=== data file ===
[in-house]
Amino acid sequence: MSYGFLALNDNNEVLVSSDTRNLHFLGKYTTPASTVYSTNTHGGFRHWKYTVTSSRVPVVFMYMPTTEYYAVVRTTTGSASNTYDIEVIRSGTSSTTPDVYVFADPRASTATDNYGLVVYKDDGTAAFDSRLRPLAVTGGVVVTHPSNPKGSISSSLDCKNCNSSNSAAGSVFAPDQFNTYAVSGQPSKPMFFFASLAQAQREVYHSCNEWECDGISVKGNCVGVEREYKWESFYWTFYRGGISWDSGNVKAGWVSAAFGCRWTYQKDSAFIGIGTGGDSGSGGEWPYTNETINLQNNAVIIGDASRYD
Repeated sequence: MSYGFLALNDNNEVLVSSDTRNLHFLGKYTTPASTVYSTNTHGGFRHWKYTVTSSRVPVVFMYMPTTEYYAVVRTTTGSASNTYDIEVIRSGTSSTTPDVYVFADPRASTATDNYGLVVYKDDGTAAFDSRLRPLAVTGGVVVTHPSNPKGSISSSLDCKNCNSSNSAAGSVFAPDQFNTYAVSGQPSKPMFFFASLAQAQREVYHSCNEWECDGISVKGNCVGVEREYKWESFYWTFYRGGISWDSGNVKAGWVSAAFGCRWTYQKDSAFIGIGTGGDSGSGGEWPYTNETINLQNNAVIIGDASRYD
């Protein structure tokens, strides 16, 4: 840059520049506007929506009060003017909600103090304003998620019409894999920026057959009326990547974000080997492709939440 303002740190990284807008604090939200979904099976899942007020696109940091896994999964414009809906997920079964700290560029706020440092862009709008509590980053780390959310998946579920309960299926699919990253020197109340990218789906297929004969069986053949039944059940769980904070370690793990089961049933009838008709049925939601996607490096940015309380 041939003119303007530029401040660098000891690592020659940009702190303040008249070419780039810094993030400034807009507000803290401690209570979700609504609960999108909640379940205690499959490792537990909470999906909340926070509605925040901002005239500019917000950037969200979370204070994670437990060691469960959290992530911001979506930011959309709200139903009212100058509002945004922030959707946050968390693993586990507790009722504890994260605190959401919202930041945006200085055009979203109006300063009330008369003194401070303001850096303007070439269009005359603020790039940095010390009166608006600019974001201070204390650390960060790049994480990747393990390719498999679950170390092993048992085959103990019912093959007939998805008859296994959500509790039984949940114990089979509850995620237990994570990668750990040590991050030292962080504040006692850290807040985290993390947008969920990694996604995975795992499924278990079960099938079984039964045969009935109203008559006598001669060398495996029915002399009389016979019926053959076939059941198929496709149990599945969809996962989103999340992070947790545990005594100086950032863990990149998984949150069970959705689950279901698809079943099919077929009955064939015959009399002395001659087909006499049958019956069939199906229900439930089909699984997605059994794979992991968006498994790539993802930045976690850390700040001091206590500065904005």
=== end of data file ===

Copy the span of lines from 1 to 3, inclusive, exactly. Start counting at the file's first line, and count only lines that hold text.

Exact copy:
[in-house]
Amino acid sequence: MSYGFLALNDNNEVLVSSDTRNLHFLGKYTTPASTVYSTNTHGGFRHWKYTVTSSRVPVVFMYMPTTEYYAVVRTTTGSASNTYDIEVIRSGTSSTTPDVYVFADPRASTATDNYGLVVYKDDGTAAFDSRLRPLAVTGGVVVTHPSNPKGSISSSLDCKNCNSSNSAAGSVFAPDQFNTYAVSGQPSKPMFFFASLAQAQREVYHSCNEWECDGISVKGNCVGVEREYKWESFYWTFYRGGISWDSGNVKAGWVSAAFGCRWTYQKDSAFIGIGTGGDSGSGGEWPYTNETINLQNNAVIIGDASRYD
Repeated sequence: MSYGFLALNDNNEVLVSSDTRNLHFLGKYTTPASTVYSTNTHGGFRHWKYTVTSSRVPVVFMYMPTTEYYAVVRTTTGSASNTYDIEVIRSGTSSTTPDVYVFADPRASTATDNYGLVVYKDDGTAAFDSRLRPLAVTGGVVVTHPSNPKGSISSSLDCKNCNSSNSAAGSVFAPDQFNTYAVSGQPSKPMFFFASLAQAQREVYHSCNEWECDGISVKGNCVGVEREYKWESFYWTFYRGGISWDSGNVKAGWVSAAFGCRWTYQKDSAFIGIGTGGDSGSGGEWPYTNETINLQNNAVIIGDASRYD